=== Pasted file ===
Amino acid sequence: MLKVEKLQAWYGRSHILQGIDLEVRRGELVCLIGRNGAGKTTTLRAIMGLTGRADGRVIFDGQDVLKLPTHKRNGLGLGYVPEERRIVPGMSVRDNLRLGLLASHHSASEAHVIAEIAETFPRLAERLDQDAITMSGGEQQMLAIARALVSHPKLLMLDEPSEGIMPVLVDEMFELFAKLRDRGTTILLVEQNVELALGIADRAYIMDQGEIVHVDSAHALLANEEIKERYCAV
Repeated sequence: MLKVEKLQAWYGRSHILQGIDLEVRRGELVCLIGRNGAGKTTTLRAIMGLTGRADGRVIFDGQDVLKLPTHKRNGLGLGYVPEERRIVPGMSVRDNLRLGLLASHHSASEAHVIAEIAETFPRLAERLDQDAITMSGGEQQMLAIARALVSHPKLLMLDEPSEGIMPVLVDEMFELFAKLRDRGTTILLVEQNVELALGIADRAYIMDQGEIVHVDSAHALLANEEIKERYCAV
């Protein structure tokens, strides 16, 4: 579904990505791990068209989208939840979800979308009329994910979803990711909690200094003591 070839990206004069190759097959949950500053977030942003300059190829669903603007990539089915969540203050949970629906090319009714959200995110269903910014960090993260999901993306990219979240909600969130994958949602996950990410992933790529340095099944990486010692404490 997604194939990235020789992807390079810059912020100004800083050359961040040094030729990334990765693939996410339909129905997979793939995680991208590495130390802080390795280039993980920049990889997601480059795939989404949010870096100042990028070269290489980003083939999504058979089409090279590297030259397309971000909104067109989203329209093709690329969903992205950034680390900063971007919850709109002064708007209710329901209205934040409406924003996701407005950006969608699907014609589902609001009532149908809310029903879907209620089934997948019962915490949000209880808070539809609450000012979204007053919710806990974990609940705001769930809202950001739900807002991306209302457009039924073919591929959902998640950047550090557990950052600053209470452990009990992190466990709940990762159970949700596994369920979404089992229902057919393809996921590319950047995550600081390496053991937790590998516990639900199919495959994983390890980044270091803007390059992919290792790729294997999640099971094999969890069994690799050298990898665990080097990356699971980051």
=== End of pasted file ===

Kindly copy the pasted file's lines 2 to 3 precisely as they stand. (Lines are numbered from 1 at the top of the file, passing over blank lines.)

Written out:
Repeated sequence: MLKVEKLQAWYGRSHILQGIDLEVRRGELVCLIGRNGAGKTTTLRAIMGLTGRADGRVIFDGQDVLKLPTHKRNGLGLGYVPEERRIVPGMSVRDNLRLGLLASHHSASEAHVIAEIAETFPRLAERLDQDAITMSGGEQQMLAIARALVSHPKLLMLDEPSEGIMPVLVDEMFELFAKLRDRGTTILLVEQNVELALGIADRAYIMDQGEIVHVDSAHALLANEEIKERYCAV
């Protein structure tokens, strides 16, 4: 579904990505791990068209989208939840979800979308009329994910979803990711909690200094003591 070839990206004069190759097959949950500053977030942003300059190829669903603007990539089915969540203050949970629906090319009714959200995110269903910014960090993260999901993306990219979240909600969130994958949602996950990410992933790529340095099944990486010692404490 997604194939990235020789992807390079810059912020100004800083050359961040040094030729990334990765693939996410339909129905997979793939995680991208590495130390802080390795280039993980920049990889997601480059795939989404949010870096100042990028070269290489980003083939999504058979089409090279590297030259397309971000909104067109989203329209093709690329969903992205950034680390900063971007919850709109002064708007209710329901209205934040409406924003996701407005950006969608699907014609589902609001009532149908809310029903879907209620089934997948019962915490949000209880808070539809609450000012979204007053919710806990974990609940705001769930809202950001739900807002991306209302457009039924073919591929959902998640950047550090557990950052600053209470452990009990992190466990709940990762159970949700596994369920979404089992229902057919393809996921590319950047995550600081390496053991937790590998516990639900199919495959994983390890980044270091803007390059992919290792790729294997999640099971094999969890069994690799050298990898665990080097990356699971980051």